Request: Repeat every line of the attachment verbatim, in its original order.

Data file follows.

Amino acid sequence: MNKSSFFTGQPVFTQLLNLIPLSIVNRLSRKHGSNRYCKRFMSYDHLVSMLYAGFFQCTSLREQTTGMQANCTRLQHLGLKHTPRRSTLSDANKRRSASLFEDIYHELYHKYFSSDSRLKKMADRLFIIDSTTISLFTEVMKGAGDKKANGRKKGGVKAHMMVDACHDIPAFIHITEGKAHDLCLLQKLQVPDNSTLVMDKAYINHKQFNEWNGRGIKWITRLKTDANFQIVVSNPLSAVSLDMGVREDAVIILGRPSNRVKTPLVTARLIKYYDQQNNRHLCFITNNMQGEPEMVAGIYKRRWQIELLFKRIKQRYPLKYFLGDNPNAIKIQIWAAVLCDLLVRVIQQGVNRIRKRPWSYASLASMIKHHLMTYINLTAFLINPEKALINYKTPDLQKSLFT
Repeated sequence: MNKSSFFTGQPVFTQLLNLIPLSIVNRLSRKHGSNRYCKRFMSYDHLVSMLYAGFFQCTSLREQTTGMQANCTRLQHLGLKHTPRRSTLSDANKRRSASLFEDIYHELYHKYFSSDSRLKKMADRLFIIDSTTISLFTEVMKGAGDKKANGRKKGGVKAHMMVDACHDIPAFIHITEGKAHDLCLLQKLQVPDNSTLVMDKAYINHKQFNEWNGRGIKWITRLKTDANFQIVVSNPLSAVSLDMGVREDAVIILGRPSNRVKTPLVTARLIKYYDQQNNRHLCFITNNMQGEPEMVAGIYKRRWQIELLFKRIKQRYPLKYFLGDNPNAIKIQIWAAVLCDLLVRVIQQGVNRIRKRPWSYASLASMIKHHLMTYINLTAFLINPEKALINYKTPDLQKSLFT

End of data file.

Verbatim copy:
Amino acid sequence: MNKSSFFTGQPVFTQLLNLIPLSIVNRLSRKHGSNRYCKRFMSYDHLVSMLYAGFFQCTSLREQTTGMQANCTRLQHLGLKHTPRRSTLSDANKRRSASLFEDIYHELYHKYFSSDSRLKKMADRLFIIDSTTISLFTEVMKGAGDKKANGRKKGGVKAHMMVDACHDIPAFIHITEGKAHDLCLLQKLQVPDNSTLVMDKAYINHKQFNEWNGRGIKWITRLKTDANFQIVVSNPLSAVSLDMGVREDAVIILGRPSNRVKTPLVTARLIKYYDQQNNRHLCFITNNMQGEPEMVAGIYKRRWQIELLFKRIKQRYPLKYFLGDNPNAIKIQIWAAVLCDLLVRVIQQGVNRIRKRPWSYASLASMIKHHLMTYINLTAFLINPEKALINYKTPDLQKSLFT
Repeated sequence: MNKSSFFTGQPVFTQLLNLIPLSIVNRLSRKHGSNRYCKRFMSYDHLVSMLYAGFFQCTSLREQTTGMQANCTRLQHLGLKHTPRRSTLSDANKRRSASLFEDIYHELYHKYFSSDSRLKKMADRLFIIDSTTISLFTEVMKGAGDKKANGRKKGGVKAHMMVDACHDIPAFIHITEGKAHDLCLLQKLQVPDNSTLVMDKAYINHKQFNEWNGRGIKWITRLKTDANFQIVVSNPLSAVSLDMGVREDAVIILGRPSNRVKTPLVTARLIKYYDQQNNRHLCFITNNMQGEPEMVAGIYKRRWQIELLFKRIKQRYPLKYFLGDNPNAIKIQIWAAVLCDLLVRVIQQGVNRIRKRPWSYASLASMIKHHLMTYINLTAFLINPEKALINYKTPDLQKSLFT